Fred Krapf’s upright bearing and taut diction bespeak his 32 years in the U.S. Army. If you ask him to spell his last name, he does so like this: “KILO ROMEO ALPHA PAPA FOXTROT.” But his decades of experience in military intelligence throughout Germany, the Middle East, and Southeast Asia shadow him in other ways, namely profound anger and mistrust, which come out as road rage.
Now he’s making peace with his past on a six-acre farm in Washington state with a horse named Sir.
Equine therapy is figuring ever larger in the Department of Veterans Affairs’ quest to help the 25 percent of veterans who, like Krapf, suffer from post-traumatic stress disorder. About 30 VA medical centers across the country now offer horse therapy for service members.
Yuval Neria, professor of medical psychology and director of Columbia University Medical Center’s PTSD Treatment and Research Program, and his colleague Prudence Fisher of Columbia University, are examining equine therapy’s efficacy. Neria says about 50 percent of veterans don’t even apply to be treated for PTSD. Others who do seek treatment are often not helped by current therapies and medication.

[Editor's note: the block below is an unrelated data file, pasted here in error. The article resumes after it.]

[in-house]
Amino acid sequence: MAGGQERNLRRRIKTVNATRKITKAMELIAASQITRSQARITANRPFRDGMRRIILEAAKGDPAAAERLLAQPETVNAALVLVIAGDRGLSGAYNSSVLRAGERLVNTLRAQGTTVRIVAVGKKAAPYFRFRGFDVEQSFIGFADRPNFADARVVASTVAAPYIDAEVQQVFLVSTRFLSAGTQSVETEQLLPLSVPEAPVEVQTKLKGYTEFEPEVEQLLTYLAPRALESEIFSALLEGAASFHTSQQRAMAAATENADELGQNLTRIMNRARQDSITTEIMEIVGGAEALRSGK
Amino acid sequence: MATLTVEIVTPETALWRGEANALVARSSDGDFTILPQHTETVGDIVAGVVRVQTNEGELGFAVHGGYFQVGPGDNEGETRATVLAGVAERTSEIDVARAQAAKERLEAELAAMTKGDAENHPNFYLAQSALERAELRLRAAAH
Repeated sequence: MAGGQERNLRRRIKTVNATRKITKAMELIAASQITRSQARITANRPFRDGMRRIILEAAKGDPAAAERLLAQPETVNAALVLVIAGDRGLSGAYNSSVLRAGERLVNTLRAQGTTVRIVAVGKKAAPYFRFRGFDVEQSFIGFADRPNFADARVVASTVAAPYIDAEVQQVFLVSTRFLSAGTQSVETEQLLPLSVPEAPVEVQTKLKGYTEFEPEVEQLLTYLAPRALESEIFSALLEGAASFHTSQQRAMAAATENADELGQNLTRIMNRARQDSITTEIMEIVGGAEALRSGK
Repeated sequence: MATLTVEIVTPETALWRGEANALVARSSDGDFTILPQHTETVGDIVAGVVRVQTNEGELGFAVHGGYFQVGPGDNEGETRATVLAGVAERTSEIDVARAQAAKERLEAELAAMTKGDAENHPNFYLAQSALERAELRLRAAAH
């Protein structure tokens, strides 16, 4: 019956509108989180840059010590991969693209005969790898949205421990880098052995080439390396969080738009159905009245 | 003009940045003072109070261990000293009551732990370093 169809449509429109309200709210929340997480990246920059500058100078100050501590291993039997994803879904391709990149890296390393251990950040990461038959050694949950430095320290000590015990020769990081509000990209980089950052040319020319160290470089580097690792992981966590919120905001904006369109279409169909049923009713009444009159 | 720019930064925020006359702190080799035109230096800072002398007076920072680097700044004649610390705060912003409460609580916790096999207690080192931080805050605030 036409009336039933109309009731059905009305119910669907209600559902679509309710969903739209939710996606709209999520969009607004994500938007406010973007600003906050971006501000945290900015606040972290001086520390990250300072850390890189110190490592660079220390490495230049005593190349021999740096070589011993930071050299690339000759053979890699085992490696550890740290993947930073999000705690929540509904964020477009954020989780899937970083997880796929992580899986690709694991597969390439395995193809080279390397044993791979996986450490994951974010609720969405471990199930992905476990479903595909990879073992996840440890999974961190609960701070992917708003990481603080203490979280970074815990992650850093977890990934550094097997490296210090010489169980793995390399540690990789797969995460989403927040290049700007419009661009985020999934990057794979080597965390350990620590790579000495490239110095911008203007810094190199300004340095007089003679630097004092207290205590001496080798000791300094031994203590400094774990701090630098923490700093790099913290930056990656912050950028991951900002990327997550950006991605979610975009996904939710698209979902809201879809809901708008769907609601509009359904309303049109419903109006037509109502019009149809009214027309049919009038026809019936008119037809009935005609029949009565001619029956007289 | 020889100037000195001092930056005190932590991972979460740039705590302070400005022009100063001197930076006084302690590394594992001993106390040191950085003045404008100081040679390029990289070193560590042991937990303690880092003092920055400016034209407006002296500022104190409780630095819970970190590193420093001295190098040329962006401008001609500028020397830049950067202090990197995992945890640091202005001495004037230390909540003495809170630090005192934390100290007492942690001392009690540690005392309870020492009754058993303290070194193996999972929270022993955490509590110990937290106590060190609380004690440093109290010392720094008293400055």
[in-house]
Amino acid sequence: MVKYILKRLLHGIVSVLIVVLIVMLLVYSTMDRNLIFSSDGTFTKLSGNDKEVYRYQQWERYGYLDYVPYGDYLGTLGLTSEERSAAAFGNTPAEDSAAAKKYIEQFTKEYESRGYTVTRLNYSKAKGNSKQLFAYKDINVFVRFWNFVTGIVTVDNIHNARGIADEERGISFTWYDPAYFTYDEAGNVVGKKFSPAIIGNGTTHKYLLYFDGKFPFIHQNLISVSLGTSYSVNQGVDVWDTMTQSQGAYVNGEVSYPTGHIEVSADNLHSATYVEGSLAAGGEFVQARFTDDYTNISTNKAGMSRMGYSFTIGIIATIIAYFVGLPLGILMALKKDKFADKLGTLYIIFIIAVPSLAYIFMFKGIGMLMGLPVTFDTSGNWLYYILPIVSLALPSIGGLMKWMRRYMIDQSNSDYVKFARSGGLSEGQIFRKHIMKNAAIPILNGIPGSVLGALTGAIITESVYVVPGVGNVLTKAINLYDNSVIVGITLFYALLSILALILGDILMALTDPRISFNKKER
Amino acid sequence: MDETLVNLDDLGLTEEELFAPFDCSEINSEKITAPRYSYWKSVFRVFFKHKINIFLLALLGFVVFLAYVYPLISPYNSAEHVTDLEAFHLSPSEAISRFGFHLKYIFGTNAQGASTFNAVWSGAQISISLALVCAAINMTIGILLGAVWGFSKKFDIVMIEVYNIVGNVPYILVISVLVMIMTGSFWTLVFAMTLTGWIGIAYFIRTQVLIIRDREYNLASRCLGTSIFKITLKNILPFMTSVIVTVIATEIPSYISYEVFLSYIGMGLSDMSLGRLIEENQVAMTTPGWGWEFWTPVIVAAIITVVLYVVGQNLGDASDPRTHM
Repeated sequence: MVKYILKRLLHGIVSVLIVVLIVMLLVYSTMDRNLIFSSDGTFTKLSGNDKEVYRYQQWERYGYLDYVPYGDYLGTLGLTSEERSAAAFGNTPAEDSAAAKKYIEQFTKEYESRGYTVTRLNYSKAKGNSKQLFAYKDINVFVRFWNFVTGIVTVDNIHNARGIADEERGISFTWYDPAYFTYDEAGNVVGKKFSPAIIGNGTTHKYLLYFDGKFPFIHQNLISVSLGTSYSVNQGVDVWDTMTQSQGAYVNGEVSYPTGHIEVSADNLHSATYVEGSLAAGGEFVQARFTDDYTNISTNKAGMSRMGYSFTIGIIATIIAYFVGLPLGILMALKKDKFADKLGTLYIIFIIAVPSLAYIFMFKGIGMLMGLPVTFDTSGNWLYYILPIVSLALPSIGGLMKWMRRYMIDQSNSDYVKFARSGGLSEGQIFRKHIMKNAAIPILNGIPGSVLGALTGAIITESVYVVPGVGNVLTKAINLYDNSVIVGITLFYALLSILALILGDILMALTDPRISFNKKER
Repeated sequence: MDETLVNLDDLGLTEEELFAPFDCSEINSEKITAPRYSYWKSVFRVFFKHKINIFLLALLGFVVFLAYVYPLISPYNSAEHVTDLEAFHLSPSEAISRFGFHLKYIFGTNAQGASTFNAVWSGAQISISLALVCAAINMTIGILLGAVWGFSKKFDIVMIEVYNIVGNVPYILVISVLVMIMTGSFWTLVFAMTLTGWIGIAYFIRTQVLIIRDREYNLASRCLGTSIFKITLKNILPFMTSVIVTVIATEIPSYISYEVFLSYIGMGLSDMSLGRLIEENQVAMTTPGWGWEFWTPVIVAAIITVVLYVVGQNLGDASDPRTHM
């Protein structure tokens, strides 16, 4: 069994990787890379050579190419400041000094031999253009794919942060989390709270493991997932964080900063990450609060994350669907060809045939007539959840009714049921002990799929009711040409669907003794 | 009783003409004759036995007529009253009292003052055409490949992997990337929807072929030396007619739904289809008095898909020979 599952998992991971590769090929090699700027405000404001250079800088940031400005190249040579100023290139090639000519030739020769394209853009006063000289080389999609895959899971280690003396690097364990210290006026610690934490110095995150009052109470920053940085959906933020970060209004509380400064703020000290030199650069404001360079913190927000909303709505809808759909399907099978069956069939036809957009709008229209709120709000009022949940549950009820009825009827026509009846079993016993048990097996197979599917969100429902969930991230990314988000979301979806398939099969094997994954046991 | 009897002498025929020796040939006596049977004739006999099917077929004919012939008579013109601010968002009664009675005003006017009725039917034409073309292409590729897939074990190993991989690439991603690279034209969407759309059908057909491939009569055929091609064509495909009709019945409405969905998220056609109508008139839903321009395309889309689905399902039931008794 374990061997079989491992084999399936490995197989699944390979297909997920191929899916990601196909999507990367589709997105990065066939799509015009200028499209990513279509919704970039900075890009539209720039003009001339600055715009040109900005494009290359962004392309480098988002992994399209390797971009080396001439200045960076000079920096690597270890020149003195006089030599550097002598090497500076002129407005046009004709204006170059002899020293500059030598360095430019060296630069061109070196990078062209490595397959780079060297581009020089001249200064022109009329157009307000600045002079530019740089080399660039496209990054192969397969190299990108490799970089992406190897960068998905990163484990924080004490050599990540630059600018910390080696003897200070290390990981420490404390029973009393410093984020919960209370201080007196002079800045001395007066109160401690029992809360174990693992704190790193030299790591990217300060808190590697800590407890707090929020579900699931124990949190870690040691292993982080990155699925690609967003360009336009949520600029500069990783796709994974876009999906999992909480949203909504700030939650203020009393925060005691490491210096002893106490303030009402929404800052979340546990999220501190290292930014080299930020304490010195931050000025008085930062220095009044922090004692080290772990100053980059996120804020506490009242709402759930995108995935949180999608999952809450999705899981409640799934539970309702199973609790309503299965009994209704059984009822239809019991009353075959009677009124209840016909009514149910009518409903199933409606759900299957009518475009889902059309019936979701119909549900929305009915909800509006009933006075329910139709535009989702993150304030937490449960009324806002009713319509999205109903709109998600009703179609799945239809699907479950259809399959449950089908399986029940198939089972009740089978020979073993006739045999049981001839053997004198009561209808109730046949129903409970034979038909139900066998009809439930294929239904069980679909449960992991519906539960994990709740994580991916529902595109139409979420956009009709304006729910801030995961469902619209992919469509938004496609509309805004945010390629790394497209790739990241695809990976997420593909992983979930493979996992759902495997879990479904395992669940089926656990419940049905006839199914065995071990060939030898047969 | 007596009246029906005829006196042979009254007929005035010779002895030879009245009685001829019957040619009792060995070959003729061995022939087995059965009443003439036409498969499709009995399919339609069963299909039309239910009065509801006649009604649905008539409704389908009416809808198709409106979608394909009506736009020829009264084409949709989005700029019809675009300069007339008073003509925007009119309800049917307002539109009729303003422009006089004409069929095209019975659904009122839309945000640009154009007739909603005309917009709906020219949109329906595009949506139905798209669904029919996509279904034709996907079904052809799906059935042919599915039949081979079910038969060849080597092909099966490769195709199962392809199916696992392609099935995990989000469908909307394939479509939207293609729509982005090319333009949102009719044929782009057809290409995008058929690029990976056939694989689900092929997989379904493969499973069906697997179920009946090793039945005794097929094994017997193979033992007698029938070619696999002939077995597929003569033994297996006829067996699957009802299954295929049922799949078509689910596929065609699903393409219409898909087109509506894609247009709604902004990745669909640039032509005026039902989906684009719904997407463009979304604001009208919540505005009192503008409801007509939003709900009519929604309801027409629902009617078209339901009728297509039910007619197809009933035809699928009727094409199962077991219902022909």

Krapf was among them. But “I was immediately, absolutely comfortable,” he says of his equine-therapy experiences. “It’s not the guy with the glasses and the knee over knee taking notes while someone’s spilling their guts.” He says with horses “people can get a better handle on things that are bothering them.”
Nurse Sonja Wingard usually wears muck boots and a barn coat to work with Krapf and other veterans at Animals as Natural Therapy, a facility just north of Bellingham, Washington. She grew up on the 100-year-old farm and raised most of the 20 horses who live there. She started the veterans program seven years ago and works with assorted trained therapists.
Being married to a former serviceman gives her insight. Her husband is nearing 70 “and he still cannot sit with his back to the door in restaurants.” It’s almost as if he can’t come off being on lifelong patrol, she explains.
“They always want to know who’s coming and who’s going” she says of vets. “They had to put emotions aside to do what they needed to do. So to get in touch with their emotions again and start to get tender with the people in their lives, they have to get tender with the horse first.”
Equine therapy often focuses on seemingly simple actions, such as …read more
Source:: The Week – Health